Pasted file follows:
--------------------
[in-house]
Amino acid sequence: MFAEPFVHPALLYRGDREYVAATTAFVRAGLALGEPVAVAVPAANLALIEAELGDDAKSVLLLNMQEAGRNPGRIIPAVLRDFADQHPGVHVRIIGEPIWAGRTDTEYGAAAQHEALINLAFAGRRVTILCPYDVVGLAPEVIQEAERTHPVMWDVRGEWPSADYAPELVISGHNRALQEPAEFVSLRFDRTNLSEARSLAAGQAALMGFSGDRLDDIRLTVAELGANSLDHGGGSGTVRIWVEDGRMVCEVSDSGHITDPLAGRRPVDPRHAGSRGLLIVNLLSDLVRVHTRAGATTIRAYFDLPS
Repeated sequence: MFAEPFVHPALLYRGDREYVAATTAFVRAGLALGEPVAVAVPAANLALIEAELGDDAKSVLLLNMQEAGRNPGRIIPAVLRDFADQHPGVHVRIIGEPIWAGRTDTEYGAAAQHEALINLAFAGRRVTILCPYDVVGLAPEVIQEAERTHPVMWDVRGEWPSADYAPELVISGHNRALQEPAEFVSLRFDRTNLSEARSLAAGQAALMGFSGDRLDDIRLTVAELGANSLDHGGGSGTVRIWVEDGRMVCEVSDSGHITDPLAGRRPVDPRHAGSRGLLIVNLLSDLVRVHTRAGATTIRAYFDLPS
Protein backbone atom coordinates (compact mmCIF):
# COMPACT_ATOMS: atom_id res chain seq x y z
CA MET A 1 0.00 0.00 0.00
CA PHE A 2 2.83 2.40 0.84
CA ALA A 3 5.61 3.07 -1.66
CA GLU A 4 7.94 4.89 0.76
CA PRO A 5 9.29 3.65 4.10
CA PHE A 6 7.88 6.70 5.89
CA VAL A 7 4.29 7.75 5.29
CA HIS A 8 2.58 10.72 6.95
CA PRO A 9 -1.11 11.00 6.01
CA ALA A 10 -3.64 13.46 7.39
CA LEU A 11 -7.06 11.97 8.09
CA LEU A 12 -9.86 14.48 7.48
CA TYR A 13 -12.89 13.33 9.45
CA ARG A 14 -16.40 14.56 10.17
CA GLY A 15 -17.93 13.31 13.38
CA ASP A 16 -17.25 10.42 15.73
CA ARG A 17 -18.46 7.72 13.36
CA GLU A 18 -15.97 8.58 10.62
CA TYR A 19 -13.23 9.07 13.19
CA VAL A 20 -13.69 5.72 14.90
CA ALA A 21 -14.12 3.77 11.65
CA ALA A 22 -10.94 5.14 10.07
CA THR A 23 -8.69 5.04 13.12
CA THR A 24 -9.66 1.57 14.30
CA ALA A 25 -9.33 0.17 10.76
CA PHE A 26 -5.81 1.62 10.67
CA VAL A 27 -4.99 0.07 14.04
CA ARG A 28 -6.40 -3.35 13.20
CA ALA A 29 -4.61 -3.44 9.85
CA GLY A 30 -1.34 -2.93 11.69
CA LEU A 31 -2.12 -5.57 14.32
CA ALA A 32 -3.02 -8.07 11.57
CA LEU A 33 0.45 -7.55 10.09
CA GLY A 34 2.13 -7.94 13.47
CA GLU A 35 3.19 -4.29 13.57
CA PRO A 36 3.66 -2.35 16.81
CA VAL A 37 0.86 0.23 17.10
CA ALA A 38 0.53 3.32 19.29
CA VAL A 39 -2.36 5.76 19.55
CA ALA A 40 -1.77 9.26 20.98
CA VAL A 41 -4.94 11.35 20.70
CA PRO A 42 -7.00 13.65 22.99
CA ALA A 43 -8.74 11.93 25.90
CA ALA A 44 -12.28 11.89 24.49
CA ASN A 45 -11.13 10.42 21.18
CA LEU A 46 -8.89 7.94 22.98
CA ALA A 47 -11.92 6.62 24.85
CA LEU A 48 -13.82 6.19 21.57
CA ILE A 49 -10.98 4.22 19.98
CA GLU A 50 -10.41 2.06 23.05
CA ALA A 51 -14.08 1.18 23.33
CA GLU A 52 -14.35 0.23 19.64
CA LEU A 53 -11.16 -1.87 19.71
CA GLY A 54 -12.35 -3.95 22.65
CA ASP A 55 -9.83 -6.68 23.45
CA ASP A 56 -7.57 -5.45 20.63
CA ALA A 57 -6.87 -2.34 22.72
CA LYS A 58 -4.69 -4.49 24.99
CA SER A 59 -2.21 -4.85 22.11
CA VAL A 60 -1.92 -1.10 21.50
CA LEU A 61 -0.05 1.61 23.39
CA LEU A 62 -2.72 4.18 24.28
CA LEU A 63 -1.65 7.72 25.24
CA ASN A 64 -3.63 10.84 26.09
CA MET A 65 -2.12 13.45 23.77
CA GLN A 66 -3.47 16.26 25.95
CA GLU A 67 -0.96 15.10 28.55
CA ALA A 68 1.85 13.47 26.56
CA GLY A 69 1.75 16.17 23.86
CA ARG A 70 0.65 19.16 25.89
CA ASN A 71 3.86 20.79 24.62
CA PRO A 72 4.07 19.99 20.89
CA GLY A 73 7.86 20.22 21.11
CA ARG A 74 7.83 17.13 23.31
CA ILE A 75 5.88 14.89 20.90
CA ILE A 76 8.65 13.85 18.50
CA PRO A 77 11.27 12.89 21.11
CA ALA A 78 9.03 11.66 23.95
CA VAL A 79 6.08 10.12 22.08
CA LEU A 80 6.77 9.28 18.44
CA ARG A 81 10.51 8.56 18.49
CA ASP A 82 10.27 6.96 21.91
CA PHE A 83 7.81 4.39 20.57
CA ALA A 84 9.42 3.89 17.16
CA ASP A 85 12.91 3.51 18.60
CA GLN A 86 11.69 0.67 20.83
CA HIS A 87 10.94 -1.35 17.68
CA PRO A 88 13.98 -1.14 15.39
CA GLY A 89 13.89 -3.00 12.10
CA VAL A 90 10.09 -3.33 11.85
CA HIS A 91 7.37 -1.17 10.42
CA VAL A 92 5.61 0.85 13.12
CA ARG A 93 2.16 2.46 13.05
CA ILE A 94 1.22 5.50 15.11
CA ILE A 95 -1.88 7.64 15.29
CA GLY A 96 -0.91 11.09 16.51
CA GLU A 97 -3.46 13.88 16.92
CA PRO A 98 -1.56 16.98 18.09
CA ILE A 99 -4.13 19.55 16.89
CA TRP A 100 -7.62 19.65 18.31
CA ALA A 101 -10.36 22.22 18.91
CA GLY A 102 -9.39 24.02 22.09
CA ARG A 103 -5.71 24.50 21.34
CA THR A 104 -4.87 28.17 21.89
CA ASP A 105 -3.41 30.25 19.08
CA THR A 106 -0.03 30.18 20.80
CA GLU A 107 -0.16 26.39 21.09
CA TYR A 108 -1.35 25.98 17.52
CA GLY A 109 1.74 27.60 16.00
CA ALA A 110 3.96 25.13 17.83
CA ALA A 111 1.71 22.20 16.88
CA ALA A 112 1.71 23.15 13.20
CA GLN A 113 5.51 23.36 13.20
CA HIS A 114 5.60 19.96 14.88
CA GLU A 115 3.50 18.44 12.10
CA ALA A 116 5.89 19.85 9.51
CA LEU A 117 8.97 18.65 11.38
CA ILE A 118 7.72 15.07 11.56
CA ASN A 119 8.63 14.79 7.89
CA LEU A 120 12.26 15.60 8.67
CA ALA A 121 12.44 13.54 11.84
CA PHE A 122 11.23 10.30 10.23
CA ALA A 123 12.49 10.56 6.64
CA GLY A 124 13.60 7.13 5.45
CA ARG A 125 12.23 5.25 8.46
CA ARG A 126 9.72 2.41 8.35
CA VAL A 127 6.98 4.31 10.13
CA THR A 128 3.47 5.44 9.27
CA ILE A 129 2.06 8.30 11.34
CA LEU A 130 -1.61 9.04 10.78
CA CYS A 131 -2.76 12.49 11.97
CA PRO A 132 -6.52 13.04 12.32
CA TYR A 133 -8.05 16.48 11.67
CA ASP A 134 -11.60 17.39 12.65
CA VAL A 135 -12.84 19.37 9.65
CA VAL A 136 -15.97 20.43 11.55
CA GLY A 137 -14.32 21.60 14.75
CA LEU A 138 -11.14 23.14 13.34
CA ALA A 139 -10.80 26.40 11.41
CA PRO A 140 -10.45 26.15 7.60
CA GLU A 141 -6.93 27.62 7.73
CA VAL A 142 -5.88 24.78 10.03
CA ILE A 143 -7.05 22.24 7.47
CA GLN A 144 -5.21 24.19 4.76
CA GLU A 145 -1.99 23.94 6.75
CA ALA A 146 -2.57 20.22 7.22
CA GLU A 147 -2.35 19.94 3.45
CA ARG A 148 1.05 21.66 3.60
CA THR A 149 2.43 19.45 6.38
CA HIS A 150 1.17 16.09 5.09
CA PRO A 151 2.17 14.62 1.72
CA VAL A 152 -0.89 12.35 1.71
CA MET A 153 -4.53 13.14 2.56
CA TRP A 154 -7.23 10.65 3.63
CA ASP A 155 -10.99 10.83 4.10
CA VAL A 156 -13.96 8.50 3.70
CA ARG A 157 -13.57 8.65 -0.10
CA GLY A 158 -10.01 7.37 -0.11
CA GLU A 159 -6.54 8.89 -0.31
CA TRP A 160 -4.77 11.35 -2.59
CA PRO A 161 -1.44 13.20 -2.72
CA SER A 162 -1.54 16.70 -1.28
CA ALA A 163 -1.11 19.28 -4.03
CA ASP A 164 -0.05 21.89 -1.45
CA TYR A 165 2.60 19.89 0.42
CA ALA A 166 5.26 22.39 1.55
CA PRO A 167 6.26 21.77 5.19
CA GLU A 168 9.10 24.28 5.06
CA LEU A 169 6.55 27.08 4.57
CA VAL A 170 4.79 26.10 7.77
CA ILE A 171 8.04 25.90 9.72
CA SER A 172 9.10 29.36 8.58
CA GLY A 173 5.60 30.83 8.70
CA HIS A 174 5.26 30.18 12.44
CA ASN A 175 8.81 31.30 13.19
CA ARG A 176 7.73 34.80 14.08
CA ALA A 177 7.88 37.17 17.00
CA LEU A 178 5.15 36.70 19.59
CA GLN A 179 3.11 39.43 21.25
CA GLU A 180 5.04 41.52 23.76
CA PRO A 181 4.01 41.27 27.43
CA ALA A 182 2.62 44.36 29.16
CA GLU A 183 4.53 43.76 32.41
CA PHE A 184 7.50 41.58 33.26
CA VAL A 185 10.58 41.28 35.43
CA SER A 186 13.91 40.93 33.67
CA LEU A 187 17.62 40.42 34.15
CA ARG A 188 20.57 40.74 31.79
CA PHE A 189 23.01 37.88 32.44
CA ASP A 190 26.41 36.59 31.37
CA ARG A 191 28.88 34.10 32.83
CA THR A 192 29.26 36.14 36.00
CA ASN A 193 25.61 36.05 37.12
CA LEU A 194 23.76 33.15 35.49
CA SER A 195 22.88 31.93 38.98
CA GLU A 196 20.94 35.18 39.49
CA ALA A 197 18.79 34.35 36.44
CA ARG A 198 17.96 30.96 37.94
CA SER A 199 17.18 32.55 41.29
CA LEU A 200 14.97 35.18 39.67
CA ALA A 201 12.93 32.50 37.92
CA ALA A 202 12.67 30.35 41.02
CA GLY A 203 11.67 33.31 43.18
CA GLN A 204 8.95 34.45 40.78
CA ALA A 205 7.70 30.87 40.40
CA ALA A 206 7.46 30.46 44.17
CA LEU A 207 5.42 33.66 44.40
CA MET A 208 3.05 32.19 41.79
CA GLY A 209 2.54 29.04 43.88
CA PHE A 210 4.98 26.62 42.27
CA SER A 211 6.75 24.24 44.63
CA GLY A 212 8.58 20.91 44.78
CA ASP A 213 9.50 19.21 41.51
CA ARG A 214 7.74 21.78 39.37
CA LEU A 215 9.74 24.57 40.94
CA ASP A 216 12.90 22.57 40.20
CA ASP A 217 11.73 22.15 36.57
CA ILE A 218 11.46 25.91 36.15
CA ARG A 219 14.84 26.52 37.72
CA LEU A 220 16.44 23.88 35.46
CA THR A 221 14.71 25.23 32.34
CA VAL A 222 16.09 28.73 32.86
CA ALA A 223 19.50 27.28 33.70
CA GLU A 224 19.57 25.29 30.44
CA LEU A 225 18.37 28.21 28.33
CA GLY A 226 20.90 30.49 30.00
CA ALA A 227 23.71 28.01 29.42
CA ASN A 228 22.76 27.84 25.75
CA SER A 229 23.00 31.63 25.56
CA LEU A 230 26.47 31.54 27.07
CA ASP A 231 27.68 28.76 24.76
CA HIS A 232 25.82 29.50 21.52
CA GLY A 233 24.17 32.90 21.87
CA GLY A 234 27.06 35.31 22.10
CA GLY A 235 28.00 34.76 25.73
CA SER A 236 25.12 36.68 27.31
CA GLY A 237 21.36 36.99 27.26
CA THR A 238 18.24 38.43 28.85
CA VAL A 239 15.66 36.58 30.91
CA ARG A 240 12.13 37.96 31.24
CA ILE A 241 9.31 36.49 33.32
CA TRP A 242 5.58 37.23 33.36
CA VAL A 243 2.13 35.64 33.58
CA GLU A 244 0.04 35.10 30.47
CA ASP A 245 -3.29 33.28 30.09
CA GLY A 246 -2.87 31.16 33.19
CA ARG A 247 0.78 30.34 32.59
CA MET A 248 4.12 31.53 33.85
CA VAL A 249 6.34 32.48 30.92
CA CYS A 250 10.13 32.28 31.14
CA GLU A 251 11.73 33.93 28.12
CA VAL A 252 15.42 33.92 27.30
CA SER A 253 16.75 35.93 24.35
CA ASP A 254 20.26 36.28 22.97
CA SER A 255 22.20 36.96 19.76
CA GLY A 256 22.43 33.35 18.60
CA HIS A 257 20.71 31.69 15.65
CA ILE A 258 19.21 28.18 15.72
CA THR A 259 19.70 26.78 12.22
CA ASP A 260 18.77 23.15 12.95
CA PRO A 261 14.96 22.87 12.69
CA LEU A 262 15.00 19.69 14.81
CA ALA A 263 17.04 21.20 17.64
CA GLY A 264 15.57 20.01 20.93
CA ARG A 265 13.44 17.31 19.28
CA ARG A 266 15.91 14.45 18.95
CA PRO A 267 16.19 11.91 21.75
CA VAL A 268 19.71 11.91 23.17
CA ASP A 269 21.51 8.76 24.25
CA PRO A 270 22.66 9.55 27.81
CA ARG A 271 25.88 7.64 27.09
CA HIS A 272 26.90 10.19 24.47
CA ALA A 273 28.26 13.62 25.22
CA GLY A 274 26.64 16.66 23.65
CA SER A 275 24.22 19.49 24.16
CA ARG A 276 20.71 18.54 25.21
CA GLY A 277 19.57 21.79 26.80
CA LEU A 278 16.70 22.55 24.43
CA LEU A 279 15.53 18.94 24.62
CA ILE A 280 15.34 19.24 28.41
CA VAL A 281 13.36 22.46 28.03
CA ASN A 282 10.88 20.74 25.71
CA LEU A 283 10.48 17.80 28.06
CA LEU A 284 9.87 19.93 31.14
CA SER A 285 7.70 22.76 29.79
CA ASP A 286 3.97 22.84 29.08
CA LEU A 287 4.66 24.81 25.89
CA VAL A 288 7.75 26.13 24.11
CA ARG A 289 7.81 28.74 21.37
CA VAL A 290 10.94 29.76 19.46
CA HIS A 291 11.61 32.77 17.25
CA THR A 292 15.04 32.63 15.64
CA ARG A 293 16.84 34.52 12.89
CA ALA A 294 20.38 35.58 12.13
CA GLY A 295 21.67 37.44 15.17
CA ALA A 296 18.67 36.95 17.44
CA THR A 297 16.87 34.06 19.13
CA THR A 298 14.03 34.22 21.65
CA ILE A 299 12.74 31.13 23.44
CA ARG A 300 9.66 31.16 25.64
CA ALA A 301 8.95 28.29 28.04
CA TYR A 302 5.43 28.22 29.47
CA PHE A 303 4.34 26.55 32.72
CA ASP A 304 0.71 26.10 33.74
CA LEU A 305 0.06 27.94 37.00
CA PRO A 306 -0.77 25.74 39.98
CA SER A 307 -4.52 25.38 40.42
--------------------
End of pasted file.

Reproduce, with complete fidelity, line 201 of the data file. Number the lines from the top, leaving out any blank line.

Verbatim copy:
CA GLU A 196 20.94 35.18 39.49